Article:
Teaching and learning resumed under very heavy security presence at schools around Phoenix, north of Durban, in KwaZulu-Natal.

This after the KwaZulu-Natal Education MEC, Kwazi Mshengu, was inundated with calls from parents concerned for the safety of their children following racial tensions in the town during which at least 20 people died.

Parents scared to send their children back to school in Phoenix following unrest:

The tensions were sparked by the unrest two weeks ago, which had followed the jailing of former president, Jacob Zuma. More than 3 000 people have died in the widespread unrest in KwaZulu-Natal and Gauteng.

The police and defence force members patrolled schools in Phoenix on Monday, the first day of the third term for public schools.

MEC Mshengu visited the area and says teaching and learning resumed without any challenges.

“The safety of learners is the responsibility of all of us. As the department of education we can guarantee them that while they are within the schooling premises indeed they will be safe because at least we are in control of that particular environment. But we have also worked very hard with the police and law enforcement agencies to ensure there is a heightened police visibility in the area. It was important that learners and teachers feel safe. There are stringent security measures in place so that they can attend with ease knowing they are safe,” says Mshengu.

He says psychological support will be given to all affected learners at schools in Phoenix.

Tight security in schools in Phoenix:

SADTU satisfied

The South African Teacher’s Union (SADTU) in KwaZulu-Natal says it is satisfied with the security arrangements at schools in Phoenix.

The provincial secretary of SADTU, Nomarashiya Caluza, says communities must work together with schools to denounce violence and racism.

“We have police, we have soldiers around here, but the fact of the matter is that they will not be here for all the time, it’s important that community members work together, education is a societal matter, it required that as partners, we have to come together and give hope to the teachers , give hope to the parents, as well as learners that the issue  of tolerance is very important. We are saying our hope now is with learners, that when they go back home, they must be able to denounce violence, denounce the killings of innocent people, denounce racism,” adds Caluza.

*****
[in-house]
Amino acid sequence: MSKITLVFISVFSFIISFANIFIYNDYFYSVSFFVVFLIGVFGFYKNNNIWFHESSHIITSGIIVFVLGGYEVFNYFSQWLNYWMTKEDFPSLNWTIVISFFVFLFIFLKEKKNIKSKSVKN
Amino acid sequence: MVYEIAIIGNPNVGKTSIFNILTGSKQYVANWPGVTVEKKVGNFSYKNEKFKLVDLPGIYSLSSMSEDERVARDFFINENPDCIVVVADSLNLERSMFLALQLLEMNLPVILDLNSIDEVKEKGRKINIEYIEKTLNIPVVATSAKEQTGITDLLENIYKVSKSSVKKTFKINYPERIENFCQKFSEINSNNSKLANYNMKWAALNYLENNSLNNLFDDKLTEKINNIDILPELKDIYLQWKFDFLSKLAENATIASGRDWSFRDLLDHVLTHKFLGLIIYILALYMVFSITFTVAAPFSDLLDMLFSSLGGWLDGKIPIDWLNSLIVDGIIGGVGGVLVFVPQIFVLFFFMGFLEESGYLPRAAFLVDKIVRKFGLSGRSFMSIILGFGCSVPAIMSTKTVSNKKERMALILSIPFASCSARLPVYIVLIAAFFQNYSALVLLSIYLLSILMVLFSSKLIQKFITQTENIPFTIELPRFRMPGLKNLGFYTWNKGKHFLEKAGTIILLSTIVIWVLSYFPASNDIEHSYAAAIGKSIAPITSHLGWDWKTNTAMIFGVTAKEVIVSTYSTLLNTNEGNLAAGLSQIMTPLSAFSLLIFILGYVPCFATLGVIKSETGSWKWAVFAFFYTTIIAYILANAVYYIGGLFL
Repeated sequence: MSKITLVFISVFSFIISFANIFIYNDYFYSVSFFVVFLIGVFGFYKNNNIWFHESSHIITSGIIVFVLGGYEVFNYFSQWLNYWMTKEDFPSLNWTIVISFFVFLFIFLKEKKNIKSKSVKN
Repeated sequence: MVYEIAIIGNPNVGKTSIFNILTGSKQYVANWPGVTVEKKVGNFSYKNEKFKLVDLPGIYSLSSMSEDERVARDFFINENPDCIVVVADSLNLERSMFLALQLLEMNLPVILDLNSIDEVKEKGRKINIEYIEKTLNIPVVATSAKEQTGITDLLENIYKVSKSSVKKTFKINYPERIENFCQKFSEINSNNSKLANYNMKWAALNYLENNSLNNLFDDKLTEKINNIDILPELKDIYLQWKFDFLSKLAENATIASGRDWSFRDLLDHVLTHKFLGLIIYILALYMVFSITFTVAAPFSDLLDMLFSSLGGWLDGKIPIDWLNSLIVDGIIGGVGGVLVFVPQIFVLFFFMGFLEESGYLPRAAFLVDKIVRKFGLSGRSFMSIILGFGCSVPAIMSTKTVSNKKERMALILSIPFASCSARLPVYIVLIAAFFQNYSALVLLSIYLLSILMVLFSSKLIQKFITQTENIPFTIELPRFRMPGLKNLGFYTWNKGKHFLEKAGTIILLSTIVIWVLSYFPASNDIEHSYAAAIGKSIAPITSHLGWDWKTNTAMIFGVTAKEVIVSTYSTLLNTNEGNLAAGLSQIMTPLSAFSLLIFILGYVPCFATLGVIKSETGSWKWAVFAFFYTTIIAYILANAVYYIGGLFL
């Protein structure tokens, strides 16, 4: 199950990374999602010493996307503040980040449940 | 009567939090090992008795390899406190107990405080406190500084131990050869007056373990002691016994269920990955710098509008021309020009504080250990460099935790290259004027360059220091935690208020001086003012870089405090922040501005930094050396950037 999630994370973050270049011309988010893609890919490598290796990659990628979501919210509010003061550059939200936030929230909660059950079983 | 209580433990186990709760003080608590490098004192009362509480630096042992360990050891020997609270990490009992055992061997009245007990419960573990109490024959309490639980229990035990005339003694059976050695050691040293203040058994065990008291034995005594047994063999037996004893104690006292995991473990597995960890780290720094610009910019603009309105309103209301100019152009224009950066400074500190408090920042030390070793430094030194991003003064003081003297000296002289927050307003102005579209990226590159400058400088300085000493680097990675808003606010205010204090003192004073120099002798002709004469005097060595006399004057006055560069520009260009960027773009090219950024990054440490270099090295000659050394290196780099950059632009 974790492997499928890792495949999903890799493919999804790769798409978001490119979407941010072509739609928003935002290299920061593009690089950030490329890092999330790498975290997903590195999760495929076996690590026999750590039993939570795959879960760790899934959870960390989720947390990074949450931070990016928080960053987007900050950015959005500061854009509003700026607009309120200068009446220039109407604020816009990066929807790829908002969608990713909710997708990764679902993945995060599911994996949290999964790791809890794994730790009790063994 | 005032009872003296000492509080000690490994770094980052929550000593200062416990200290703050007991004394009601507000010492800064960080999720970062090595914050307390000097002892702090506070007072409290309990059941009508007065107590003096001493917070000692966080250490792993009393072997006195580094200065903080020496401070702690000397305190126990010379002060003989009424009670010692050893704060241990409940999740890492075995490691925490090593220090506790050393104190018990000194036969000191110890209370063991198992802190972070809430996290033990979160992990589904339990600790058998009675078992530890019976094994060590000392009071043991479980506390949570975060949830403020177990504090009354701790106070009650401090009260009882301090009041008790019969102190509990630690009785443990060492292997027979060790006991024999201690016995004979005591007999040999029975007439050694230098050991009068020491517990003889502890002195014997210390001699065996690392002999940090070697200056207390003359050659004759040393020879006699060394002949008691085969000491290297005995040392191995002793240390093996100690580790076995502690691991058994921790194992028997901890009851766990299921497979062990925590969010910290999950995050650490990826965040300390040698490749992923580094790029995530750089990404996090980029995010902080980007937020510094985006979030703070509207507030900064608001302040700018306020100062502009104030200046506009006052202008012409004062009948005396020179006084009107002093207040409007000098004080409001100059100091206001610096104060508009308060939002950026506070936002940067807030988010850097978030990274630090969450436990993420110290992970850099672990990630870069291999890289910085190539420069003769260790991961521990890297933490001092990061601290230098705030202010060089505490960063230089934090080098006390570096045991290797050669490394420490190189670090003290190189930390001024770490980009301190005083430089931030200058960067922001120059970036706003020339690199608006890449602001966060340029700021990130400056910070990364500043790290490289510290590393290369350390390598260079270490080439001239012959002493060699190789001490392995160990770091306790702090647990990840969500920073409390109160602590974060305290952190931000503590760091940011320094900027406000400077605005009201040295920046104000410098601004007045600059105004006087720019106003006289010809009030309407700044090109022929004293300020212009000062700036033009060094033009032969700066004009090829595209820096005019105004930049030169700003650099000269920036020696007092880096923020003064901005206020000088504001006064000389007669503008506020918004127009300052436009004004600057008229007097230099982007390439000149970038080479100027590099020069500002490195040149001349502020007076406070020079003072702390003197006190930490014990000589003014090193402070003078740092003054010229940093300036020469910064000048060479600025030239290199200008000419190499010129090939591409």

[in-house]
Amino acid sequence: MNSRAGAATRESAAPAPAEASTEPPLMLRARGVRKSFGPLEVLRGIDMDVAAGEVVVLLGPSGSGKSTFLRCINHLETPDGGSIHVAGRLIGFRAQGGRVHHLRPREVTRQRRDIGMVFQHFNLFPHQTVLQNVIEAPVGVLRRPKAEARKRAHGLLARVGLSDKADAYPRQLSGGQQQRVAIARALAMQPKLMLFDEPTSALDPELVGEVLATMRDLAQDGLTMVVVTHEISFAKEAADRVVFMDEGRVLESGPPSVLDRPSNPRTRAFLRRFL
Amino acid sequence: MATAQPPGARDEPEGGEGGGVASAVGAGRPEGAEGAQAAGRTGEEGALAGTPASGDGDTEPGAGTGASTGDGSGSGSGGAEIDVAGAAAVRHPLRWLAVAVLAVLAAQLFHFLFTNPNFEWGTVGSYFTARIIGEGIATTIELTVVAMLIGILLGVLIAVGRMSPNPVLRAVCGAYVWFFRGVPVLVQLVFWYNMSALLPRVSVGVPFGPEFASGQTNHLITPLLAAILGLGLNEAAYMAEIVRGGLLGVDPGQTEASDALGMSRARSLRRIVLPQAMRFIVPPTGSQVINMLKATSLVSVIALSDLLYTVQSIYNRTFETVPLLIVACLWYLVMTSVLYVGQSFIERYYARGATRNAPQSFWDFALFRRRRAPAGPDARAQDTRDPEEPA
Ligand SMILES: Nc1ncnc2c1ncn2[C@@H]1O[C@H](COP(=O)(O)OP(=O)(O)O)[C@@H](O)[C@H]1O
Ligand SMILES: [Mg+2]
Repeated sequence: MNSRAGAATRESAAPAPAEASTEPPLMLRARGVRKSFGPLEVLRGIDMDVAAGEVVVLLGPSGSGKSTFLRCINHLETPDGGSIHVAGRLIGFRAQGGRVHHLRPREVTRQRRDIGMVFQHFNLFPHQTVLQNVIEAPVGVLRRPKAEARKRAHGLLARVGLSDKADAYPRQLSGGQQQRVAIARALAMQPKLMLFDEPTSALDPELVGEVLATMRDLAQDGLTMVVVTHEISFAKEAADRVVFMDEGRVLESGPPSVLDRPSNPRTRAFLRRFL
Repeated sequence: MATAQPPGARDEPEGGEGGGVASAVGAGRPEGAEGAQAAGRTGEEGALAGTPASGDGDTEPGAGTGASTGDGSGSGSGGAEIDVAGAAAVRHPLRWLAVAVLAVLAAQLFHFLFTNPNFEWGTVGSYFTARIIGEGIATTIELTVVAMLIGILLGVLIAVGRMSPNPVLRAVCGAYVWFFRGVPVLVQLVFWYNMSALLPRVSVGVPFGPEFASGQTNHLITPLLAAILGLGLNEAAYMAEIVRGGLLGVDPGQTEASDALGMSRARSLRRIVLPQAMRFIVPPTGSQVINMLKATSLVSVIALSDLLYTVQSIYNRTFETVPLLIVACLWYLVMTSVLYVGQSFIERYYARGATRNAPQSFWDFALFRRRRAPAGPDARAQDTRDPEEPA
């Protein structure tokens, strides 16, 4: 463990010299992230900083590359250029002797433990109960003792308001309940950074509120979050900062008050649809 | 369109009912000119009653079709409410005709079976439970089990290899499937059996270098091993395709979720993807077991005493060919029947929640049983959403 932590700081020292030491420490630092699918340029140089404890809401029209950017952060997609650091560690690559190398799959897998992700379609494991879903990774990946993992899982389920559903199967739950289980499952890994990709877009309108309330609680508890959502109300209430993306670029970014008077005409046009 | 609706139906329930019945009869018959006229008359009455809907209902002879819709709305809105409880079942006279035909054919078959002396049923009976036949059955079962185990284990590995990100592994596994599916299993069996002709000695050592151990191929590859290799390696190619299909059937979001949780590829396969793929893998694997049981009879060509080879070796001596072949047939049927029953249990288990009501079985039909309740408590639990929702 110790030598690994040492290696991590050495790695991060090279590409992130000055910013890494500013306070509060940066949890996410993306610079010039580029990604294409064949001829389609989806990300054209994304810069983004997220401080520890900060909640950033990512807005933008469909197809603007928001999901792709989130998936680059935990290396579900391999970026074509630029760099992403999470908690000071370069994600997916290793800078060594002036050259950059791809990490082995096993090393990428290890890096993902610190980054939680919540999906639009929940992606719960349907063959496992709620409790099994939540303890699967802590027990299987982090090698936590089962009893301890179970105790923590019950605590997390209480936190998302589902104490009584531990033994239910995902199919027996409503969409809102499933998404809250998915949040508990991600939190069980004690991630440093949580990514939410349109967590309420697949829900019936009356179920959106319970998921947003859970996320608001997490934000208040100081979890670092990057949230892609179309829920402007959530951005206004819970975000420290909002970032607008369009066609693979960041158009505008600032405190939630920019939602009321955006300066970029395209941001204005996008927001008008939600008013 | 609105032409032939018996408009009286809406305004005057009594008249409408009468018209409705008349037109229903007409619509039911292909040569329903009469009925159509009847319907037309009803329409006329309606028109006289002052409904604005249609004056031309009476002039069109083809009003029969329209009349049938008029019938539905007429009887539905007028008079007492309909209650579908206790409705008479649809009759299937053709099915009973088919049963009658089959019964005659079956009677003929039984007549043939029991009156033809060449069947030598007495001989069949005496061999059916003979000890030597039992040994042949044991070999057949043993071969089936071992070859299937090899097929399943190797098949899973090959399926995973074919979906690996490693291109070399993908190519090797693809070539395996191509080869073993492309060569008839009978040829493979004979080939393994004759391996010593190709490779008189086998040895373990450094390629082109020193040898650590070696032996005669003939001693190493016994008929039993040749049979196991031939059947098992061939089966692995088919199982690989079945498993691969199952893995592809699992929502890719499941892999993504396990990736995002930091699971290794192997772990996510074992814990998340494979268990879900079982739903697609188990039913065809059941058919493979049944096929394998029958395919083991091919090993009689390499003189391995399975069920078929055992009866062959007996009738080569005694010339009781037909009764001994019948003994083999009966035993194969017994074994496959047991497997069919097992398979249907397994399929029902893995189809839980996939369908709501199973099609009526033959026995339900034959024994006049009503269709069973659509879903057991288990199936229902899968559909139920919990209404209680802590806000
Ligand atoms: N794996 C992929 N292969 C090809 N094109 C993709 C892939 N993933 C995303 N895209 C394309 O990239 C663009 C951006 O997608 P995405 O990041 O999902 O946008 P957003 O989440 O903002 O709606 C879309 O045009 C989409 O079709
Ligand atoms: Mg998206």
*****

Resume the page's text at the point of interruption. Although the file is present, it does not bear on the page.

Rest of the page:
Regarding the overall re-opening of schools, Caluza says not all schools were ready to start with their academic programmes, particularly those that were vandalised during the unrest.

“We still get calls from members who are saying not everything has been sorted. We did have a meeting with the department where they were presenting their plan especially when it comes to the schools that were vandalised, because you know that they are all over the province. The expectation was that there be mobile classes, and in some schools they have not been delivered. The issue of water, in some schools the water tanks have not been filled. There are complaints all over from school principals they don’t have teachers, the issue of substitute teachers have not been sorted.”

‘Community failed learners’

Teaching did not take place at Emthethweni and Bavumile primary schools in Umlazi, south of Durban, where laptops were stolen and buildings vandalised during the unrest.

The chairperson of Emthethweni’s governing body, Menzi Biyela, is hot under the collar over this.

Biyela says the community of Umlazi has failed the learners.

“Currently, as a component of teaching as failed the community of Umlazi as we come from the community that protect the school. Schools groom children to be responsible future citizen. All NGOs, CBOs and churches must come together an intervened as they can speak or tell the community the truth.”

An inspector of the Dukumbane circuit, Bukhosibakhe Mzolo, says 38 schools in the Umlazi school district are affected.

“Under the Umlazi district  a total of 38 schools were attacked and the damage was quite extensive, mostly the items that were targeted by those who were looting the schools were the computers and nutritional programmes items,” explains Mzolo. Story by Njabulo Mntungwa